While MT+PE has become an industry standard, our translation schools are not able to accompany these changes by updating their academic programs. We polled 100 pre-professionals to confirm that in our local context they are reluctant to accept post-editing jobs mainly because they have inherited pre-conceptions or negative opinions about MT during their studies.

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Determining translators’ perception, productivity and post-editing effort when using SMT and NMT systems
Ariana López Pereira

Thanks to the great progress seen in the machine translation (MT) field in recent years, the use and perception of MT by translators need to be revisited. The main objective of this paper is to determine the perception, productivity and the postediting effort (in terms of time and number of editings) of six translators when using Statistical Machine Translation (SMT) and Neural Machine Translation (NMT) systems. This presentation is focused on how translators perceive these two systems in order to know which one they prefer and what type of errors and problems present each system, as well as how translators solve these issues. These tests will be performed with the Dynamic Quality Framework (DQF) tools (quick comparison and productivity tasks) using Google Neural Machine Translation and Microsoft Translator (SMT) APIs in two different English into Spanish texts, an instruction manual and a marketing webpage. Results showed that translators considerably prefer NMT over SMT. Moreover, NMT is more adequate and fluent than SMT.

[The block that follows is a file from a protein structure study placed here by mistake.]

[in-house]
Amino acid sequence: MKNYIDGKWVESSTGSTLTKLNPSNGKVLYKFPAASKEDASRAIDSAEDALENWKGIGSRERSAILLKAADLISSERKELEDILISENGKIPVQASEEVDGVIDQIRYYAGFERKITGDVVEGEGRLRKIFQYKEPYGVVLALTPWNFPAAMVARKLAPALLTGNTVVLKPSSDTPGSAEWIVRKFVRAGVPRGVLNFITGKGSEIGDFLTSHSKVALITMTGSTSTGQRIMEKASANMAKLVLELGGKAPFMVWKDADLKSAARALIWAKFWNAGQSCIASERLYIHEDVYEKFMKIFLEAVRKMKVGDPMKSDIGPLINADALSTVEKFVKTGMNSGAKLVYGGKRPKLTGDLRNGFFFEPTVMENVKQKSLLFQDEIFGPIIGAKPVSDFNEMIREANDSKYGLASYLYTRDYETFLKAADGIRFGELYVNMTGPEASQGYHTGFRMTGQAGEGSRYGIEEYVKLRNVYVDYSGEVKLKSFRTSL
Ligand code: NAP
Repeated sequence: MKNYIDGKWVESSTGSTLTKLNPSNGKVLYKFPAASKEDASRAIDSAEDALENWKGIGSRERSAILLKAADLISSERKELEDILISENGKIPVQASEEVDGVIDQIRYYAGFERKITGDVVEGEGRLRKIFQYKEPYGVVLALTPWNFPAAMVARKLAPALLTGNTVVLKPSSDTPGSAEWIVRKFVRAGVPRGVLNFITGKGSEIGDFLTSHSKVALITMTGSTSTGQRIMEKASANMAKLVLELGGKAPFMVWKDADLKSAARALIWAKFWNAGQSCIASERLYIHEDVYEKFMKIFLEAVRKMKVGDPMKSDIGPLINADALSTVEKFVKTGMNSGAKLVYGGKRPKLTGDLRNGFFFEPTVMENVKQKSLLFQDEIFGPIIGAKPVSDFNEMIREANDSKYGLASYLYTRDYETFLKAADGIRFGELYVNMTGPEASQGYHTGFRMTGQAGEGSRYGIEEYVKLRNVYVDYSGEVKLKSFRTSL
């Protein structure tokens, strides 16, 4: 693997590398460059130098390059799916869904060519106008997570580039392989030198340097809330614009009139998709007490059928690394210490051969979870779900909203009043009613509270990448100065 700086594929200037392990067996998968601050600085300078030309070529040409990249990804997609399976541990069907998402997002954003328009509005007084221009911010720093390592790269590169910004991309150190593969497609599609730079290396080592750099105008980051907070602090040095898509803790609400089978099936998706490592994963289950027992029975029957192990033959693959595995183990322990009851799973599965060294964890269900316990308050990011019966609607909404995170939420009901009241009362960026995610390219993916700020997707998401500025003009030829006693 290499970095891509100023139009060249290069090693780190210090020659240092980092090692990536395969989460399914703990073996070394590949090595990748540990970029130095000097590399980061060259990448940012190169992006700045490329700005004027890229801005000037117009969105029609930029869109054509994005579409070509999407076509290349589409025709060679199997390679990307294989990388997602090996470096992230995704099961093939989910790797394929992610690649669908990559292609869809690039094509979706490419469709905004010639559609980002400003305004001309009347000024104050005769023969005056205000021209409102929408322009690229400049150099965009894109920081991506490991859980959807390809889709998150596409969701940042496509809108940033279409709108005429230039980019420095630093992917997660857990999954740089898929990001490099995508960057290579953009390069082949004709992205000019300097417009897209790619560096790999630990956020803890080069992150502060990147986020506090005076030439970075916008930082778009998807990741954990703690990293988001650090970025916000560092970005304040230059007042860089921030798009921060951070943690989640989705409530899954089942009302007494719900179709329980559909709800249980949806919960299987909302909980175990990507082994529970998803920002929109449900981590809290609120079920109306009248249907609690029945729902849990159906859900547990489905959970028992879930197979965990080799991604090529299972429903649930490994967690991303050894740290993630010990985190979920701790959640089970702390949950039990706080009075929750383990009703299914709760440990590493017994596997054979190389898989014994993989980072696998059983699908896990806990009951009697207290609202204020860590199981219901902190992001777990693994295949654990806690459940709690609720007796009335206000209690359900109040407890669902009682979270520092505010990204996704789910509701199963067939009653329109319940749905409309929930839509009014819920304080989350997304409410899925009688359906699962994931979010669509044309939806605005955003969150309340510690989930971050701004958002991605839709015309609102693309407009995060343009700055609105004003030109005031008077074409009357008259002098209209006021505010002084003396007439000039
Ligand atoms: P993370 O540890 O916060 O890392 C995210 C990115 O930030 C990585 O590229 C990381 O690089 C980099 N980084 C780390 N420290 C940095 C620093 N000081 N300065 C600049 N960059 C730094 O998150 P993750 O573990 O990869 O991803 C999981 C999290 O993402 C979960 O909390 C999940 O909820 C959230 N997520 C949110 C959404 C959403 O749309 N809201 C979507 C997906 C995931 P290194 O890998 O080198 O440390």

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Machine translation post-editing in the professional translation market in Spain: a case study on the experience and opinion of professional translators
Lorena Pérez Maćias

The objective of this paper is to analyse some aspects related to the practice of post-editing services in the current translation market in Spain. To this aim, some quantitative data collected through an online survey and concerning the experience and opinion of professional translators regarding post-editing will be shown.

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Perception vs. Acceptability of TM and SMT Output: What do translators prefer?
Pilar Sánchez-Gijón | Joss Moorkens | Andy Way